Think about it in your own life.  When things aren't going quite your way, inside don't we really just want to stomp up and down and cry giant crocodile tears?  Sometimes, I'm tired of pretending that I don't want to have an all out hissy fit about having to be the grown-up, when I just really want a hug and a graham cracker.

Actually, Robert Fulghum had it right in his poem  All I Really Need To Know, I Learned In Kindergarten.  Sharing and playing fair are still some of the most important rules to live by.  What parent wouldn't love their teenager to put things back where they found them, and clean up their own mess?  (My teen is obviously one of the late birthday kids that should've been held back a year.  She hasn't yet reached the All I Really Need To Know Kindergarten clean-up level yet).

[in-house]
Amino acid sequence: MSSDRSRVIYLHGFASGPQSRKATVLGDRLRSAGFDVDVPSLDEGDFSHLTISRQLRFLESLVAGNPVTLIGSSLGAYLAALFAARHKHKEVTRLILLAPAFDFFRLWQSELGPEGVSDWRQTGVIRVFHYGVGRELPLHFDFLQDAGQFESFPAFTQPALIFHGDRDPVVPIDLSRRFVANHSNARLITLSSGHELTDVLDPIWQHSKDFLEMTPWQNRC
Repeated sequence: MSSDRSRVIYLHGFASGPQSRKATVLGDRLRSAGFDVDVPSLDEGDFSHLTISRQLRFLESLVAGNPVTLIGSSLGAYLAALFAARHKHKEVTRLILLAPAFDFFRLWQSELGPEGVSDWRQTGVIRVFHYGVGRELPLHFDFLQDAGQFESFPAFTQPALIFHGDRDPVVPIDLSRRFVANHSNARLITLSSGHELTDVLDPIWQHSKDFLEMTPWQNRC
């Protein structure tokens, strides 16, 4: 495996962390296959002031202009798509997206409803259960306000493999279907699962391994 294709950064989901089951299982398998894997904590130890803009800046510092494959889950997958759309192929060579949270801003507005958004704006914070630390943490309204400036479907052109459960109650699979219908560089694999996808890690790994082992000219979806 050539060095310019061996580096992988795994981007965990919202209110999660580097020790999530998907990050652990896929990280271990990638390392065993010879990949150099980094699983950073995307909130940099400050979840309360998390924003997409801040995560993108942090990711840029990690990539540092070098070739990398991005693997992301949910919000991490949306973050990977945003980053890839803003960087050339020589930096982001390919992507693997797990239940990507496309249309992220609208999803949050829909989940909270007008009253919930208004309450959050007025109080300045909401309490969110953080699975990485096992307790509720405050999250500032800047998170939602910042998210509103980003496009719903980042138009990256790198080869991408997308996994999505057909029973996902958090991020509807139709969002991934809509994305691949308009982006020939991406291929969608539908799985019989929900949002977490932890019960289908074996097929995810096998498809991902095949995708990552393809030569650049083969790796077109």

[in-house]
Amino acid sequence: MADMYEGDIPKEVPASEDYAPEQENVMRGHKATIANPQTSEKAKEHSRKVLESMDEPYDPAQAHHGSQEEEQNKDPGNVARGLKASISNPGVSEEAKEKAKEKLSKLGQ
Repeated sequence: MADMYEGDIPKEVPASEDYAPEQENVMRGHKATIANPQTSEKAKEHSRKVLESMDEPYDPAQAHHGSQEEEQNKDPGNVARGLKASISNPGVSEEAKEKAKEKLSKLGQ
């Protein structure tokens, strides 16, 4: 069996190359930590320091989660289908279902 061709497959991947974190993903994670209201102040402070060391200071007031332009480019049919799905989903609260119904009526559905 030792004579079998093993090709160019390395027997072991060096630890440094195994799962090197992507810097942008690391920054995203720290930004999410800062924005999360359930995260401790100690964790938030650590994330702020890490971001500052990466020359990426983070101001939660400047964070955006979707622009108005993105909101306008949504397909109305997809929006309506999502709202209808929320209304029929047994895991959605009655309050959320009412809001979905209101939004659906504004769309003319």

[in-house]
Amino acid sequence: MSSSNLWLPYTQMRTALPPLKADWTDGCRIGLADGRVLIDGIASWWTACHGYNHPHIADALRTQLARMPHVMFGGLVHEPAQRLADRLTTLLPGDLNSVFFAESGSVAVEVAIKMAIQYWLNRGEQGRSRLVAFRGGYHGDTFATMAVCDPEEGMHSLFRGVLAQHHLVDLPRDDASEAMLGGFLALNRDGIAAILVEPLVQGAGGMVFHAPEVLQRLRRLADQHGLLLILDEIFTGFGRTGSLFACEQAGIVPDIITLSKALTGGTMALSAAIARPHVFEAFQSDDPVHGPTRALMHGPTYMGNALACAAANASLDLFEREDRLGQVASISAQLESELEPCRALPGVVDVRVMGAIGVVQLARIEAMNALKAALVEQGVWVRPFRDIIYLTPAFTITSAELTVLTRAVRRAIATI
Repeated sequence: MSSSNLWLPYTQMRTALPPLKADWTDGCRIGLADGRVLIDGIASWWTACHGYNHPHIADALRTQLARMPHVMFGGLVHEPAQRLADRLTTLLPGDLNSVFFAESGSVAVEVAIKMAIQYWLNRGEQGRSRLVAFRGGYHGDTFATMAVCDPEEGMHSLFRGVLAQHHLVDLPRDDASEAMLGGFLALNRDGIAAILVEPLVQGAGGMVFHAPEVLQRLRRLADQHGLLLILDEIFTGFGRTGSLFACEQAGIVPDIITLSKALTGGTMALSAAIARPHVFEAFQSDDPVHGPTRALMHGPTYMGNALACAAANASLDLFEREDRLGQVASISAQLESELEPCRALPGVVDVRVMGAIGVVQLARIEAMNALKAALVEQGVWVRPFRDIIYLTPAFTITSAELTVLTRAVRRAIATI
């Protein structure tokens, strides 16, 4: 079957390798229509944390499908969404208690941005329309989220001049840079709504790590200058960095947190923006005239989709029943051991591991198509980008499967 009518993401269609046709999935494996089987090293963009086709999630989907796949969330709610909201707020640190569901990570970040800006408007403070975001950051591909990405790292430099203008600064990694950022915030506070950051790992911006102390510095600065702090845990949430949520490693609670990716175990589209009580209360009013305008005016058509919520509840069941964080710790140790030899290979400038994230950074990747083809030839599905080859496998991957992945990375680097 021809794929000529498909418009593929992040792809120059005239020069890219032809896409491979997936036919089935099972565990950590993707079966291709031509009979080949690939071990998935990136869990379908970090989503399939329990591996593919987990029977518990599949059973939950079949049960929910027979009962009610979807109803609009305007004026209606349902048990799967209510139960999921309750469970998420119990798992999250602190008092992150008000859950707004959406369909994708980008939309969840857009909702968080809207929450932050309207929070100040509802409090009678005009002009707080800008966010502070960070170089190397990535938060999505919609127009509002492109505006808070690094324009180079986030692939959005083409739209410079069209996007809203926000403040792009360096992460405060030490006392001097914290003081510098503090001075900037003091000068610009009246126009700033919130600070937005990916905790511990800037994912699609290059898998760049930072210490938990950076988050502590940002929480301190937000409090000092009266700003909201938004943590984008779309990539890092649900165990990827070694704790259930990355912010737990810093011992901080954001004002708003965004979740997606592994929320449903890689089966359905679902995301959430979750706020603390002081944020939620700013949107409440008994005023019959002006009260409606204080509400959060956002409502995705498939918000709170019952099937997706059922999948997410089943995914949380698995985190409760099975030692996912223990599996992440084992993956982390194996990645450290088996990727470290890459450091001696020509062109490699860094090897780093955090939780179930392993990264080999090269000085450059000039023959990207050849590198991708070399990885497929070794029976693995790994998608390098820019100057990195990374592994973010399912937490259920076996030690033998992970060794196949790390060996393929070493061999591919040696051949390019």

However, as chronologically-aged adults we still struggle with the lessons we learned at five.  I have a hard time saying sorry when I hurt somebody I love. I don't always take the time to play, or sing or dance.  But inside, I still really would love to do just that, and top it all off by skipping down the street.  I miss finger paints and might still enjoy a side-order of paste with my Play-Dough sandwich.  

I think we'd all be so much happier if we let our inner-child free to have a warm cookie and a tall glass of milk, and forgot the double mocha with a low-carb something.

More importantly, remembering that everyone else is five, can help us forgive the little pouts of our spouse, the temper tantrum of the boss and give us the ability to smile at the angry waiter as he slams down a bowl of pasta in an attempt to provide customer service.

We all want to be liked for who we are, and sometimes would feel less alone if when we go out into the world, there was still someone there to hold our hand, and keep us safe.